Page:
Sunday marked the 17th anniversary of the start of the war in Afghanistan, the “War on Terror.” Originally referred to as Operation Enduring Freedom, the U.S. invasion was America’s response to the attacks of 9/11, still the deadliest terrorist strike in world history. Home to the training camps and masterminds behind the 9/11 carnage, Afghanistan was the proper target for an aggrieved and angry nation intent on punishing the perpetrators – and preventing future attacks. But somewhere along the line, this operation evolved into a conflict that historian Andrew J. Bacevich Sr. termed the “Permanent War for Permanent Peace.” And it has left our nation weary, if not apathetic.
Costing somewhere between $1.5 trillion and $5.6 trillion and the lives of nearly 6,000 U.S. service members (including 2,347 OEF deaths as of August 2018), the ultimate burden of war has been borne by an increasingly small portion of the population. And while support for OEF in the wake of 9/11 was overwhelming, the absence of weapons of mass destruction in Iraq made the overall “war on terror” increasingly unpopular and Afghanistan a distant concern.
During the WMD maelstrom, the men and women in uniform continued to battle fierce insurgencies in Iraq and Afghanistan. But the war in Iraq turned into a partisan divide, providing an excuse for many Americans to lose interest in both wars.
Polling conducted by YouGov on behalf of the Charles Koch Institute and RealClearPolitics reflects skepticism of the war in Afghanistan (and Iraq) and a surprising lack of support for the initial invasion of Afghanistan, with 36 per cent of military respondents considering the invasion a mistake. Only 30 per cent of civilian respondents felt that the invasion was the correct choice, compared to 50 per cent of military respondents.
A slight majority of survey respondents have concluded that the war in Afghanistan was either a mistake or has failed to achieve stated objectives. Extrapolating further, Americans have lost sight of the war’s original mission: to kill or capture al-Qaeda members responsible for 9/11 and deny safe haven to them by removing the Taliban from power.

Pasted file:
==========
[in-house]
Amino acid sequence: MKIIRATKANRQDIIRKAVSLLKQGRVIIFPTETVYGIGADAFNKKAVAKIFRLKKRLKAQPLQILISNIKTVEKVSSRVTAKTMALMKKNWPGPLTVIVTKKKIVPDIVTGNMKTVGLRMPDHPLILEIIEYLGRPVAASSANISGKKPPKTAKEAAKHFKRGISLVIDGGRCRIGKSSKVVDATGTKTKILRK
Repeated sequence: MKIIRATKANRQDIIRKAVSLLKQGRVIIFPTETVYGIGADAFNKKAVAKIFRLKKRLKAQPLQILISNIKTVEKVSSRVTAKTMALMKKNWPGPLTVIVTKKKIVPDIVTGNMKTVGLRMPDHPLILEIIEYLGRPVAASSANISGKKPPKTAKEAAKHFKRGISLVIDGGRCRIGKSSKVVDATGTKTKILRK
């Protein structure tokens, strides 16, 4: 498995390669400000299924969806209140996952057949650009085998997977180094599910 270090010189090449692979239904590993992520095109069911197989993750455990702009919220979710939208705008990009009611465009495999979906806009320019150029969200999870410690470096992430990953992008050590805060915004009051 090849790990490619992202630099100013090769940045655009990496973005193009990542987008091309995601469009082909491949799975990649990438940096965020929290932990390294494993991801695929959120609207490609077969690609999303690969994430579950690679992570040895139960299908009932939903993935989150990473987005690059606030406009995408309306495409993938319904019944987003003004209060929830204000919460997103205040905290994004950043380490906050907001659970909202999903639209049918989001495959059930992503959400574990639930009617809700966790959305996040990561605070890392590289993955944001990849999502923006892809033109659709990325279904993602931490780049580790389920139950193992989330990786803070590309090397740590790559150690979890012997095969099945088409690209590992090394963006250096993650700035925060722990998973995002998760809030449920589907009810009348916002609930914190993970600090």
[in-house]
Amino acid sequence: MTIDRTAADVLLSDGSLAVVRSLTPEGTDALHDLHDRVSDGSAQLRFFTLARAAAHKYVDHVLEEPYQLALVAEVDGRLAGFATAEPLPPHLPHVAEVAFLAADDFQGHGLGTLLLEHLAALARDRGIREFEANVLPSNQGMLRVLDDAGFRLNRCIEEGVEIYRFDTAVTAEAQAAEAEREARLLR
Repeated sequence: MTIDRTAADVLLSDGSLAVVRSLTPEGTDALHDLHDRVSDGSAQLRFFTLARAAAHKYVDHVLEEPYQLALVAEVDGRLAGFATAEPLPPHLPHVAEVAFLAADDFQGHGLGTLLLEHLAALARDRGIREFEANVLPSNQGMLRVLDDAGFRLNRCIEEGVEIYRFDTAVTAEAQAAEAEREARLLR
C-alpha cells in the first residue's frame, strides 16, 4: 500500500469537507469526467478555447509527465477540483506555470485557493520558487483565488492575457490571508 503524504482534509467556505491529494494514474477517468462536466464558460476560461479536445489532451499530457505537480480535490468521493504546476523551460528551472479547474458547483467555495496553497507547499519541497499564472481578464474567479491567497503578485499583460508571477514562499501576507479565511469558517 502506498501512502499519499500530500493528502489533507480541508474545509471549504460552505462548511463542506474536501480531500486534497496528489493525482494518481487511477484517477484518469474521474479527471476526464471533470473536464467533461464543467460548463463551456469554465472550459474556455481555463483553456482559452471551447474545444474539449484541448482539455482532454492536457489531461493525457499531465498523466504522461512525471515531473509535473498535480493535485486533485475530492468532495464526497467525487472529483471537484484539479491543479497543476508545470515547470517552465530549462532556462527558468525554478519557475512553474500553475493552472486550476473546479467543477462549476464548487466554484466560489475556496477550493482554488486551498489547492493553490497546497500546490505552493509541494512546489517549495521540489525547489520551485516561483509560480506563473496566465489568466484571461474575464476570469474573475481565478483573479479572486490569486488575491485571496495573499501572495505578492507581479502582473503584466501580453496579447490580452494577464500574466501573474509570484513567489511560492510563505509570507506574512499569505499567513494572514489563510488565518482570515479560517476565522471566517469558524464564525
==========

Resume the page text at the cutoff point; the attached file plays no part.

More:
A majority of both military and civilian respondents feel that the U.S. should either draw down significantly — from the current troop count at just over 8,000 — or end involvement altogether.
What has led so many to become so disenchanted with the war effort in Afghanistan?
One potential explanation is that the highly scrutinised Iraq War left Afghanistan as an afterthought. The original invasion, launched against those that actually attacked the U.S., became a neglected conflict held ransom to the effort to quell a growing insurgency in Iraq. Meanwhile, the Taliban, al-Qaeda and Islamic State gained ground in Afghanistan.
The flawed justification for the invasion of Iraq turned the media and popular opinion against both wars, leaving those who serve in the military as victims in a political power play. With a small minority of Americans in uniform, disinterest or adamant opposition to these wars became all too convenient.
Afghanistan, like the war in Vietnam, was shaped by political perceptions, in this case an expedient response to the horrors of 9/11.
America’s inability to frame military engagements in the context of ends, ways and means, but instead as a politically divisive tool for partisanship, comes at the expense of lost lives and trillions of dollars. For the sake of those serving our country, it is incumbent on our nation’s leadership of all political stripes to come together to prudently employ our men and women as our means to a defined end.
As a U.S. Marine who served, and was wounded, in this endless war myself, I found inspiration a scene in the 2017 World War II movie “Darkest Hour.” The inspiration came not from any battlefield scene, but one that takes place in a palace dining room. There, King George VI implores Winston Churchill to be honest and open with the British people regarding the threat posed by the Nazis. As a nation, we should do the same. It begins by honestly assessing the risks we face today from hostile countries and transnational terrorist groups alike, to formulate a lasting national strategy that transcends partisan politics.
Lacking a clear national strategy, our involvement in Afghanistan has become a quagmire. But that needn’t be a permanent condition. As George Washington University adjunct professor Gary Anderson and others have written, it is time to reassess how America wages such regional conflicts. And as the Taliban slowly regains control of much of Afghanistan, while elements of al-Qaeda and Islamic State are increasing their footprint, it’s long past time for U.S. leaders to alter their approach.
We owe it to ourselves to insist that they do so.
The death of a soldier in Afghanistan this past week went mostly unnoticed, a sad reminder of just how detached we have become from what is the longest war in America’s history. We owe it not only to our fallen comrade but to our country to have a crisis of strategy. To prevent the bleeding of money and lives and the future security of the nation, we must come together to consider who we are and how we achieve our desired ends before it ends us all.
The article written by David Craig first published in Real Clear Politics